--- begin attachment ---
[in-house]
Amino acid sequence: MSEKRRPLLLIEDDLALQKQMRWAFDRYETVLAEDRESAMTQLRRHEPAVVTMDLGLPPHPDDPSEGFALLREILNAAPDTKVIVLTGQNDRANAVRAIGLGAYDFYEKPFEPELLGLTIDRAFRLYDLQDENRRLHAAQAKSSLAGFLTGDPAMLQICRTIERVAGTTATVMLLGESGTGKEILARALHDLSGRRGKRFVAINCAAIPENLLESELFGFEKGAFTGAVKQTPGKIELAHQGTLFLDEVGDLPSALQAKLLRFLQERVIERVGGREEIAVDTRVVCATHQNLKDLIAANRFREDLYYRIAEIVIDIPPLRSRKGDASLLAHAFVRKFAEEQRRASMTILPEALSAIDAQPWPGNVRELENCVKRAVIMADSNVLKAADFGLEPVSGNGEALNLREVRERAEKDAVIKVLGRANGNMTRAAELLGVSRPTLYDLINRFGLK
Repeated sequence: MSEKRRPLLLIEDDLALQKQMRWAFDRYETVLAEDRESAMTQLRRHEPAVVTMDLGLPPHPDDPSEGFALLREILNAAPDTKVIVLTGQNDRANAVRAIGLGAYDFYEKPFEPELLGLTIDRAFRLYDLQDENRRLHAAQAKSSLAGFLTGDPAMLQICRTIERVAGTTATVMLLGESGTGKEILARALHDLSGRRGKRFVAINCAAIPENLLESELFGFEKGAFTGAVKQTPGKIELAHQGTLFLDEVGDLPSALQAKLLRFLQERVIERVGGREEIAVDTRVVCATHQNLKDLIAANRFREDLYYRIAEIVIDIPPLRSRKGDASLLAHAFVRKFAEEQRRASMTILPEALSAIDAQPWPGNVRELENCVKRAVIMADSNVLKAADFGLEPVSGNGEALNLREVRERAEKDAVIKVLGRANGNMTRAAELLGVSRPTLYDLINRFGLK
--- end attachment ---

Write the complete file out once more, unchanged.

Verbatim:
[in-house]
Amino acid sequence: MSEKRRPLLLIEDDLALQKQMRWAFDRYETVLAEDRESAMTQLRRHEPAVVTMDLGLPPHPDDPSEGFALLREILNAAPDTKVIVLTGQNDRANAVRAIGLGAYDFYEKPFEPELLGLTIDRAFRLYDLQDENRRLHAAQAKSSLAGFLTGDPAMLQICRTIERVAGTTATVMLLGESGTGKEILARALHDLSGRRGKRFVAINCAAIPENLLESELFGFEKGAFTGAVKQTPGKIELAHQGTLFLDEVGDLPSALQAKLLRFLQERVIERVGGREEIAVDTRVVCATHQNLKDLIAANRFREDLYYRIAEIVIDIPPLRSRKGDASLLAHAFVRKFAEEQRRASMTILPEALSAIDAQPWPGNVRELENCVKRAVIMADSNVLKAADFGLEPVSGNGEALNLREVRERAEKDAVIKVLGRANGNMTRAAELLGVSRPTLYDLINRFGLK
Repeated sequence: MSEKRRPLLLIEDDLALQKQMRWAFDRYETVLAEDRESAMTQLRRHEPAVVTMDLGLPPHPDDPSEGFALLREILNAAPDTKVIVLTGQNDRANAVRAIGLGAYDFYEKPFEPELLGLTIDRAFRLYDLQDENRRLHAAQAKSSLAGFLTGDPAMLQICRTIERVAGTTATVMLLGESGTGKEILARALHDLSGRRGKRFVAINCAAIPENLLESELFGFEKGAFTGAVKQTPGKIELAHQGTLFLDEVGDLPSALQAKLLRFLQERVIERVGGREEIAVDTRVVCATHQNLKDLIAANRFREDLYYRIAEIVIDIPPLRSRKGDASLLAHAFVRKFAEEQRRASMTILPEALSAIDAQPWPGNVRELENCVKRAVIMADSNVLKAADFGLEPVSGNGEALNLREVRERAEKDAVIKVLGRANGNMTRAAELLGVSRPTLYDLINRFGLK